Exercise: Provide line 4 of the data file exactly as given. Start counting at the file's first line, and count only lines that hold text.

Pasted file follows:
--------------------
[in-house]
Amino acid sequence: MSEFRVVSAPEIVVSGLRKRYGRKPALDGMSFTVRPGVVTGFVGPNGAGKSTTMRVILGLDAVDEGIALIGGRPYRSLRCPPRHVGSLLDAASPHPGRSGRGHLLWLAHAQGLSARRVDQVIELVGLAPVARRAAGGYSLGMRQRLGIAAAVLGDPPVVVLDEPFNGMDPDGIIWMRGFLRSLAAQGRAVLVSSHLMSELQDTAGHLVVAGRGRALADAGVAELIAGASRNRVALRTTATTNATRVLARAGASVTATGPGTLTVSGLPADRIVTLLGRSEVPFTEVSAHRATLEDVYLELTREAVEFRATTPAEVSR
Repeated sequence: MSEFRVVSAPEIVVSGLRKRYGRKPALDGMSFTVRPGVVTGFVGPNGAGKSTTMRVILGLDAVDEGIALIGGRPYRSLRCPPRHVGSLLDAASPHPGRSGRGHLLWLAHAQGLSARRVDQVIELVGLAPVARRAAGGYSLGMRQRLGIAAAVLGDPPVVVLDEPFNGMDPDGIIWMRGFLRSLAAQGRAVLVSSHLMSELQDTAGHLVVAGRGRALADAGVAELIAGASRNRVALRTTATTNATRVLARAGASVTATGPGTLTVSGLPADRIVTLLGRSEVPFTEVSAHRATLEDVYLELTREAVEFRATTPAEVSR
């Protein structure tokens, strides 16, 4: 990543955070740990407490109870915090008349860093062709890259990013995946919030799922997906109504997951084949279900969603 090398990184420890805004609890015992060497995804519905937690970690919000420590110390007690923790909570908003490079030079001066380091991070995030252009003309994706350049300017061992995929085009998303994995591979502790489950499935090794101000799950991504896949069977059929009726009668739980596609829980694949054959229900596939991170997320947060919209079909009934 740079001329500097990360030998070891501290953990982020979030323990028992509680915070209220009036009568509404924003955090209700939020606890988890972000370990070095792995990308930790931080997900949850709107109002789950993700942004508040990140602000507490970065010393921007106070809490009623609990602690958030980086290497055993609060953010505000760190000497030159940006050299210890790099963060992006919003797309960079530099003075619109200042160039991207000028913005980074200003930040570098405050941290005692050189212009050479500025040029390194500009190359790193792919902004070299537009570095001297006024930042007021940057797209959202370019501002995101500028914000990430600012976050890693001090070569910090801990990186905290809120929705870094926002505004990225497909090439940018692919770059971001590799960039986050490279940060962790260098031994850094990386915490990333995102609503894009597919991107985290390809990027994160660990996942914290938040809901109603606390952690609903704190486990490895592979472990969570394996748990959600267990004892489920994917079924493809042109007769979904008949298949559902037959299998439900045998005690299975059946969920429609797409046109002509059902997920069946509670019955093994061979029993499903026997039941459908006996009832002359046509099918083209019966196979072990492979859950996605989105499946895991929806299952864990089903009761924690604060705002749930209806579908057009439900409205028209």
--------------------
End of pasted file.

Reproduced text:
């Protein structure tokens, strides 16, 4: 990543955070740990407490109870915090008349860093062709890259990013995946919030799922997906109504997951084949279900969603 090398990184420890805004609890015992060497995804519905937690970690919000420590110390007690923790909570908003490079030079001066380091991070995030252009003309994706350049300017061992995929085009998303994995591979502790489950499935090794101000799950991504896949069977059929009726009668739980596609829980694949054959229900596939991170997320947060919209079909009934 740079001329500097990360030998070891501290953990982020979030323990028992509680915070209220009036009568509404924003955090209700939020606890988890972000370990070095792995990308930790931080997900949850709107109002789950993700942004508040990140602000507490970065010393921007106070809490009623609990602690958030980086290497055993609060953010505000760190000497030159940006050299210890790099963060992006919003797309960079530099003075619109200042160039991207000028913005980074200003930040570098405050941290005692050189212009050479500025040029390194500009190359790193792919902004070299537009570095001297006024930042007021940057797209959202370019501002995101500028914000990430600012976050890693001090070569910090801990990186905290809120929705870094926002505004990225497909090439940018692919770059971001590799960039986050490279940060962790260098031994850094990386915490990333995102609503894009597919991107985290390809990027994160660990996942914290938040809901109603606390952690609903704190486990490895592979472990969570394996748990959600267990004892489920994917079924493809042109007769979904008949298949559902037959299998439900045998005690299975059946969920429609797409046109002509059902997920069946509670019955093994061979029993499903026997039941459908006996009832002359046509099918083209019966196979072990492979859950996605989105499946895991929806299952864990089903009761924690604060705002749930209806579908057009439900409205028209």